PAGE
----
Partnership and organisation requirements:

  • Proposals can be made by single applicants; however, partnership proposals will be prioritised.
  • You are welcome to include collaborations with government organisations (noting we will not fund government agencies).
  • While we encourage religious organisations to work in partnership with other agencies to deliver mental health support, we will not fund activities which evangelise (the practice of preaching or spreading religious beliefs) or proselytise (the practice of trying to convert people to one’s own belief or religious views).

How many proposals you can apply for:

  • To give as many organisations as fair a chance as possible, organisations can only submit one proposal (though they can be named as partners on any number of applications). Please be aware we will never read more than one proposal per organisation. 
  • This Bridging the Gap funding programme is being launched along with Ahead of the Game: Sport and Mental Health. Both funding opportunities are opening at the same time and are focused on supporting people who are experiencing mental health issues. Organisations will need to choose which funding opportunity best fit their projects. Please note, we will not be considering applications to both funding opportunities from the same organisation, even if they are for different areas of work.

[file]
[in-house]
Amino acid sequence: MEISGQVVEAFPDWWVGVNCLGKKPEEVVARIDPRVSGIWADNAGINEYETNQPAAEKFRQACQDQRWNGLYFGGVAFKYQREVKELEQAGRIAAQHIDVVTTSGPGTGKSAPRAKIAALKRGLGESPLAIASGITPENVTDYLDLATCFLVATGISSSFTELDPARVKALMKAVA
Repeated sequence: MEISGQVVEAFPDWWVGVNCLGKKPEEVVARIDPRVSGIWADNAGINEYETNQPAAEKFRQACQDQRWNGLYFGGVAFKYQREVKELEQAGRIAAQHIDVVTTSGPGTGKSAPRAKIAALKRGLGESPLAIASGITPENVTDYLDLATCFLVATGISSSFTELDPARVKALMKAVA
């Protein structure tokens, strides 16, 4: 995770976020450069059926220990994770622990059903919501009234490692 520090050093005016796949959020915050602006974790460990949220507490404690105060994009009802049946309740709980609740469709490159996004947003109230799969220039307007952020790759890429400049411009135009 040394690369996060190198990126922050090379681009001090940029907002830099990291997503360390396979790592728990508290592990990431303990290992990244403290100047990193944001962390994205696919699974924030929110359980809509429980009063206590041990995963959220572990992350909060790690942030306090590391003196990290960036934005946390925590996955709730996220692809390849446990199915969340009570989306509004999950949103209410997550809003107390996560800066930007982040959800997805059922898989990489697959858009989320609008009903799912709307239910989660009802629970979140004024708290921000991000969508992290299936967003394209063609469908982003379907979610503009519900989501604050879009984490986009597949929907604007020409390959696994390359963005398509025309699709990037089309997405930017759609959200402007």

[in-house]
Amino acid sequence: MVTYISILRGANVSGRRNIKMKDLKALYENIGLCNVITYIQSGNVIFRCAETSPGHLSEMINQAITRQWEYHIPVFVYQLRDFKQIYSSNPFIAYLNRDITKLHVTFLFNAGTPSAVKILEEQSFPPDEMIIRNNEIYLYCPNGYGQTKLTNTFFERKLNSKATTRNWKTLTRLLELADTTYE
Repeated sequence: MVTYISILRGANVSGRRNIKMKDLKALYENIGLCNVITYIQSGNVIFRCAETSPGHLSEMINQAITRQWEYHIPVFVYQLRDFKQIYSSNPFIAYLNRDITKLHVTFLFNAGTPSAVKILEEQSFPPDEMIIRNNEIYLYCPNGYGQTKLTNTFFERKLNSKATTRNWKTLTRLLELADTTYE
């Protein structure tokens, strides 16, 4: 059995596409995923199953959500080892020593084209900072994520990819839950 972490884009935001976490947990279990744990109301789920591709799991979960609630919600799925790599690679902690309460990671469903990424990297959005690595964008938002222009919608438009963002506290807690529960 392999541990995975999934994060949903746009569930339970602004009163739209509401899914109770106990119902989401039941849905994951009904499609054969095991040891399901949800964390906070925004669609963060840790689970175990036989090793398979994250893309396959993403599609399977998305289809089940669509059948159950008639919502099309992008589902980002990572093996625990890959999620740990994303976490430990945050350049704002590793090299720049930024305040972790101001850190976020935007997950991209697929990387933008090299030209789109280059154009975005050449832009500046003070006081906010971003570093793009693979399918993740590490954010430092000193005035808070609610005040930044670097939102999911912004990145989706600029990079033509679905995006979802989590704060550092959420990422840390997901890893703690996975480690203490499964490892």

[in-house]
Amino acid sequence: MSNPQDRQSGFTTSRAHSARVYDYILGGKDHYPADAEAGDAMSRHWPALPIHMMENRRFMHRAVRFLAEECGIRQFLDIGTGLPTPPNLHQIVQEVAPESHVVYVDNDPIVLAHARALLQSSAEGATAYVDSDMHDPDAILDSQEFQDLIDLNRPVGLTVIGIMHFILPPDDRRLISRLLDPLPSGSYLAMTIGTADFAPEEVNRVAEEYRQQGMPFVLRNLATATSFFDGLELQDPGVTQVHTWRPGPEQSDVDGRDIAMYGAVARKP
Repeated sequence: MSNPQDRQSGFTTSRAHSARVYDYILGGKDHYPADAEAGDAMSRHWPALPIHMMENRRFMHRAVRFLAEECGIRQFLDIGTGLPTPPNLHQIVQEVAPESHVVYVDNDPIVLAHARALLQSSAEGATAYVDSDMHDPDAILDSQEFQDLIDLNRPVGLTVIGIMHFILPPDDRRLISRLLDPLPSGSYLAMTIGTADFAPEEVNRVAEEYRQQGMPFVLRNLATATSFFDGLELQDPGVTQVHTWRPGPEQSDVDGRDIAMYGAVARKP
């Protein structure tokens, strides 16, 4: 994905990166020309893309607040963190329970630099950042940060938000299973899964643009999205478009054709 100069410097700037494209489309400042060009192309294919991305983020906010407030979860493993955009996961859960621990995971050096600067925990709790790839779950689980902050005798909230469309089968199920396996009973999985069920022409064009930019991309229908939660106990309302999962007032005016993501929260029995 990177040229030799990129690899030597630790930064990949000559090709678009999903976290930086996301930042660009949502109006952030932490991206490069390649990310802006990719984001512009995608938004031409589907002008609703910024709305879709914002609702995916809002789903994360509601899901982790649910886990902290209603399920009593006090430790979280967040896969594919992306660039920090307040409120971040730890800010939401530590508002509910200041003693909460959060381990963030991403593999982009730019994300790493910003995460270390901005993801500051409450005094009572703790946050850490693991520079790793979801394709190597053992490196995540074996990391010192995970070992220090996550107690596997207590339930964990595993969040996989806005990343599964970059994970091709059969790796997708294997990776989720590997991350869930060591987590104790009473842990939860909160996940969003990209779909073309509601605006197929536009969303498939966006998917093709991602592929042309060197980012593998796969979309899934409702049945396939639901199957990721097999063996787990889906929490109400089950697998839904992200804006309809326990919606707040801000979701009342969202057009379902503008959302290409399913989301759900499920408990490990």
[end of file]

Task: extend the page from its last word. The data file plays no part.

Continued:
Available funding:

  • Funding is available for a mimimum of 3 to a maximum of 5 years. We will not be considering proposal that are for projects below 3 years of funding; and
  • We will fund investments between £150,000 up to £700,000. Any requests for funding out of this range will not be considered.